I have often had the feeling that, despite our common heritage and our present-day contracts, Europe as it was in spring 1914 exhibited a greater cultural unity than it does today, more than ninety years later. Then, a worker in Warsaw led more or less the same life as a worker in Brussels, and the same went for a teacher in Berlin or in Prague, a shopkeeper in Budapest or in Amsterdam.

Our common disaster can be summarised briefly. Around 1900 there was a tree and an apple, and everyone ate of it. At the heart of Europe lay a young, unstable nation that did not recognise its own destructive potential. Two hellish wars followed, and we all experienced them in our own way. After that, for the East, began four deadly decades, while for Western Europe the gates opened onto a paradise of mopeds, electric mixers, cars and televisions. Close to the end of the century, the Wall fell, but for millions of Eastern Europeans hard times arrived again, the years of humiliated men, frightened women and broken families. At the same time, the West was celebrating the boom of the 1990s, without realising what their Central and Eastern European kin were suffering. Immigrants from other cultures came and went, closed societies were broken open, there arose a new set of dynamics with new tensions. In short, we still have a great deal to tell each other and a great deal to explain, and all that has yet to begin.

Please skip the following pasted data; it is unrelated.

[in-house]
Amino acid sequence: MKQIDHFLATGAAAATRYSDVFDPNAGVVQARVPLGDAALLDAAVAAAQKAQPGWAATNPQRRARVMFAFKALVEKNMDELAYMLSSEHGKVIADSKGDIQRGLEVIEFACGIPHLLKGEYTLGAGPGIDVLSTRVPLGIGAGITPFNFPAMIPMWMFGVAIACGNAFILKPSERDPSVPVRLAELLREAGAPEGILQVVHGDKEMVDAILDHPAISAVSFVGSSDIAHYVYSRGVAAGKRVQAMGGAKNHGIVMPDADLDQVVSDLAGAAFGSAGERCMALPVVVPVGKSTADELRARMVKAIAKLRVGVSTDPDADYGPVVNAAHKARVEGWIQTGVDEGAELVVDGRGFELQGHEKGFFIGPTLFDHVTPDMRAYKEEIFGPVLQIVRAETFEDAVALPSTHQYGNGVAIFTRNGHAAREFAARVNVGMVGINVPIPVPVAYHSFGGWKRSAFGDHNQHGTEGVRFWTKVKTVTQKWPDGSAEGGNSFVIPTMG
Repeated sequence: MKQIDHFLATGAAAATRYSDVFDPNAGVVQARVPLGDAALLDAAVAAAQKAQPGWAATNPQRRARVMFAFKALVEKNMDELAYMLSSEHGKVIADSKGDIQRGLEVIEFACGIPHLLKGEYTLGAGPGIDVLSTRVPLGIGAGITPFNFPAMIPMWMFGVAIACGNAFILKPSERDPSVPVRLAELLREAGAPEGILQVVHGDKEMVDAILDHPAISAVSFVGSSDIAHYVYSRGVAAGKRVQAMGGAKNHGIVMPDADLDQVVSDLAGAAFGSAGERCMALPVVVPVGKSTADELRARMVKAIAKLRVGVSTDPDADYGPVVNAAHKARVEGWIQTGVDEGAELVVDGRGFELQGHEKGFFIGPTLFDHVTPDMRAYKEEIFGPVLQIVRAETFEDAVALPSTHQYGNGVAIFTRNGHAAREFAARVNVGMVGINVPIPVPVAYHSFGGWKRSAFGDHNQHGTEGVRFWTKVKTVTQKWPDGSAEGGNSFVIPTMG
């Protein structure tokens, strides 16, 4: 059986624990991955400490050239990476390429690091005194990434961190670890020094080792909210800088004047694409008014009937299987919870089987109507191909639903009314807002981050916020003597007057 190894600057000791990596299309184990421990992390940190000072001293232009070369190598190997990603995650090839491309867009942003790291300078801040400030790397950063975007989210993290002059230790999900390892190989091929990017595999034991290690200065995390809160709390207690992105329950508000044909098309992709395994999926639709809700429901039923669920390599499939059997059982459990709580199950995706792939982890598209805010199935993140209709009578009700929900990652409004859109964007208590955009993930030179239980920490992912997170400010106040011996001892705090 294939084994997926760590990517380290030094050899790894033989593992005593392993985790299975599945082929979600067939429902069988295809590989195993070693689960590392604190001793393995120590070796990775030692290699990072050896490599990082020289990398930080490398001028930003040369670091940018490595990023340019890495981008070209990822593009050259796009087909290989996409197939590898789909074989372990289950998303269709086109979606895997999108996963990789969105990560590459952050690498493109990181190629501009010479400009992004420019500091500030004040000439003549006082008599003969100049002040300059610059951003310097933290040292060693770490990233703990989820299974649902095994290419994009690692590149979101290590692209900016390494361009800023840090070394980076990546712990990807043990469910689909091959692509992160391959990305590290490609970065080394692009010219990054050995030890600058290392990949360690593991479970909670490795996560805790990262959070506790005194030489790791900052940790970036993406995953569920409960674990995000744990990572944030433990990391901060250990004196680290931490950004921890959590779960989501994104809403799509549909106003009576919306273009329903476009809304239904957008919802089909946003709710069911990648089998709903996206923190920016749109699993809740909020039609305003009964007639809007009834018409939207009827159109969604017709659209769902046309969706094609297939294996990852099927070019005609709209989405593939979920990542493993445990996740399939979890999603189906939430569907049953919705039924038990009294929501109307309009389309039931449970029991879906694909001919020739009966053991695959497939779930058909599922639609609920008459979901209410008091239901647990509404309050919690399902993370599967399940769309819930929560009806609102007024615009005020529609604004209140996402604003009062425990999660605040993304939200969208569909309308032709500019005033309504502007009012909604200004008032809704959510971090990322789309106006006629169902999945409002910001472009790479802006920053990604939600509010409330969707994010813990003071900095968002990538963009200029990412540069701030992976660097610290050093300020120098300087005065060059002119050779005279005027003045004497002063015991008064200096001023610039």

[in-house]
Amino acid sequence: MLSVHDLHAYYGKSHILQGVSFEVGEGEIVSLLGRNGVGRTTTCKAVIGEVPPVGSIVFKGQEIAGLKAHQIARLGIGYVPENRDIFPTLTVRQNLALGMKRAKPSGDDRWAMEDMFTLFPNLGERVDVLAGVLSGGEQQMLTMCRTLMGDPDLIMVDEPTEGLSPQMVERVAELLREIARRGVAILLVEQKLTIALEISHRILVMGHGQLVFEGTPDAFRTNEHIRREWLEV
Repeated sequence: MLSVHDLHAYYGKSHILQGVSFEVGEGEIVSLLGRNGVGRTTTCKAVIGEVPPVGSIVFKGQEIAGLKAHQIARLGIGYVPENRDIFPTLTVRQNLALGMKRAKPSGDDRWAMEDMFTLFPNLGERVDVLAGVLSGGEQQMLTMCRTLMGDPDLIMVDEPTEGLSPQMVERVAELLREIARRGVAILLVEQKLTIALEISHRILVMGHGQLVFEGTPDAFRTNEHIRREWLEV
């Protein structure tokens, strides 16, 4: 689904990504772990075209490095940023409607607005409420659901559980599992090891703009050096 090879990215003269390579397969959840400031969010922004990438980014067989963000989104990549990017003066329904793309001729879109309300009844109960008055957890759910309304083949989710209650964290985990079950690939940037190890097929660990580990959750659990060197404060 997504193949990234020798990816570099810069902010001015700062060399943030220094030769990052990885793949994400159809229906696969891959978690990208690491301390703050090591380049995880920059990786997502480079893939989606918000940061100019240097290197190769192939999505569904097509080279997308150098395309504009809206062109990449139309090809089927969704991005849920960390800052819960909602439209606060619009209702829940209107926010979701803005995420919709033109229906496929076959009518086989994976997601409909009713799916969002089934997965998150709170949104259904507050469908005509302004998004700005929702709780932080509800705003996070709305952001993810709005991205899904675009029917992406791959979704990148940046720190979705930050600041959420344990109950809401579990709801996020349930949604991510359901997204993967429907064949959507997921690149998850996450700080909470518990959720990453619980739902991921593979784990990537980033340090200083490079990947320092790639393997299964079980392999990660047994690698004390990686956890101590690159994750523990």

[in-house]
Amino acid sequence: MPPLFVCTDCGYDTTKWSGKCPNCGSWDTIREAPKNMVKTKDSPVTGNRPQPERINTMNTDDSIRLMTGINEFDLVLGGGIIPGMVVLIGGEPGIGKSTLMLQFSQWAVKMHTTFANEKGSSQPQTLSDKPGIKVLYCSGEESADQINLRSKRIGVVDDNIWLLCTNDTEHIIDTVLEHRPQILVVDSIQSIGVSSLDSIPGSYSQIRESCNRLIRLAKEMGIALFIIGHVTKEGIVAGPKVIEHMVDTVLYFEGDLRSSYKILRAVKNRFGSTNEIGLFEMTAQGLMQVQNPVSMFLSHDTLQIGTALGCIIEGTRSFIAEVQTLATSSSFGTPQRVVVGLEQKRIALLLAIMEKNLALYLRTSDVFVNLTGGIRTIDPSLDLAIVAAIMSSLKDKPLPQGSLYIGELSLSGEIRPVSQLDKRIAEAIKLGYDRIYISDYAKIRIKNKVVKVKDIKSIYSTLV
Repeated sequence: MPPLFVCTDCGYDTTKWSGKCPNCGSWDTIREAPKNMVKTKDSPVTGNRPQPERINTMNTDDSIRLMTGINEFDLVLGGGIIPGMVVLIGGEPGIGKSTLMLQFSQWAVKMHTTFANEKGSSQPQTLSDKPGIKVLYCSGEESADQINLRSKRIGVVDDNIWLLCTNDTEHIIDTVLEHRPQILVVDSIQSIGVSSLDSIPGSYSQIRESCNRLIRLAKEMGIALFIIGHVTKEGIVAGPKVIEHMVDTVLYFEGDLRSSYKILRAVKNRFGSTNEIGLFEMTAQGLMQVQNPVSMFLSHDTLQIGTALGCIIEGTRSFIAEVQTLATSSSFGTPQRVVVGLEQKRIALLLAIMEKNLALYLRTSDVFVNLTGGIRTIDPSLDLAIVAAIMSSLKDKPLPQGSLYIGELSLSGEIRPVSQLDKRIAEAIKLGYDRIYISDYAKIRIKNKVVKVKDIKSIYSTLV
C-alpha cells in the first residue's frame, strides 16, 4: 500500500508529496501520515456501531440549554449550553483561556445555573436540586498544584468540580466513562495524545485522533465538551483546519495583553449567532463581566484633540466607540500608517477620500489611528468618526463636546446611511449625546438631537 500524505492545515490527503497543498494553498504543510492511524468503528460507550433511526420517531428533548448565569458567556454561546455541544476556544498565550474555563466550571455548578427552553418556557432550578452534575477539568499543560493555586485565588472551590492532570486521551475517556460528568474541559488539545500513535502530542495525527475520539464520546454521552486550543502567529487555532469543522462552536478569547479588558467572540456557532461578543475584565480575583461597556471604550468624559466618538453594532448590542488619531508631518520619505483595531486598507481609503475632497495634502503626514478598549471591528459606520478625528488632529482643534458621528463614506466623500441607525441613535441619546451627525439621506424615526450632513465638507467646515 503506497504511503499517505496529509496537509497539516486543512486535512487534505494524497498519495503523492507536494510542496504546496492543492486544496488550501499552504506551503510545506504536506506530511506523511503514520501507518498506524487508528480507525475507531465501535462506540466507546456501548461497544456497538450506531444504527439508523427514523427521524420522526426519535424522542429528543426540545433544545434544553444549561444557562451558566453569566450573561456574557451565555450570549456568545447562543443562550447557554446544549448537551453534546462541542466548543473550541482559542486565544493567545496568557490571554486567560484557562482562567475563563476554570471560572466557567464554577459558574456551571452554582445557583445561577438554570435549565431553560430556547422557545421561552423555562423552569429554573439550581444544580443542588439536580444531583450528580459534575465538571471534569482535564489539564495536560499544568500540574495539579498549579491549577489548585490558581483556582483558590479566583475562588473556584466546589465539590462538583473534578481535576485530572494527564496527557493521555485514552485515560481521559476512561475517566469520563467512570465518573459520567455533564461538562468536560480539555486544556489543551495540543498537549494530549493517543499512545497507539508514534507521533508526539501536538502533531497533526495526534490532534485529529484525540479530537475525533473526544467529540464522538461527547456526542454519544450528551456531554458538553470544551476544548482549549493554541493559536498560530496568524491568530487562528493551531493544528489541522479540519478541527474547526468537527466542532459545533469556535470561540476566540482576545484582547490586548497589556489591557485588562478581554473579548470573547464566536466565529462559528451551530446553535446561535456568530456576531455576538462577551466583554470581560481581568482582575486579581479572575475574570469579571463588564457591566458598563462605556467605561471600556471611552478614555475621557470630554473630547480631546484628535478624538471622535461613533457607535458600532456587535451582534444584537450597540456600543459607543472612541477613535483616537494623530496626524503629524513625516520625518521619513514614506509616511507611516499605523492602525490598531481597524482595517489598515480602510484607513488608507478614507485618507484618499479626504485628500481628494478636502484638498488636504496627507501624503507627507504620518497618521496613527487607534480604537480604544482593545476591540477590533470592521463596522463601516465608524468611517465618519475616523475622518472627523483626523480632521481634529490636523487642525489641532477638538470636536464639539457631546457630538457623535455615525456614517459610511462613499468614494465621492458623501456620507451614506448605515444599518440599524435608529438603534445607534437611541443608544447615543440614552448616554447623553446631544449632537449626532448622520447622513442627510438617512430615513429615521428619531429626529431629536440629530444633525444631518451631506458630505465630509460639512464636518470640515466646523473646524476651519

Geert Mak, ‘In Europe’.

Took me a little more than a decade to finally get through a century. But what a privilege it was to have been able to travel along, with Geert Mak leading the way. 

And I had long since gone on to acquire all his other works, even while I had yet to complete my journey with this tome, simply because I find his tone and style to be so readable and enjoyable, despite the heavy subject.

This was also actually one of the first few books I had bought from my very first trip to the Big Bad Wolf Books Sale, right at the very beginning, in their early days. Spotting this volume among the random titles on the table back then, was for me, an early indication as to the quality of this newcomer to the book sale scene. 

And sure enough, they didn’t disappoint. 🙂

Neither did Mak.  

This is a highly recommended piece of work, worthy of its weight, in every sense of the word.  

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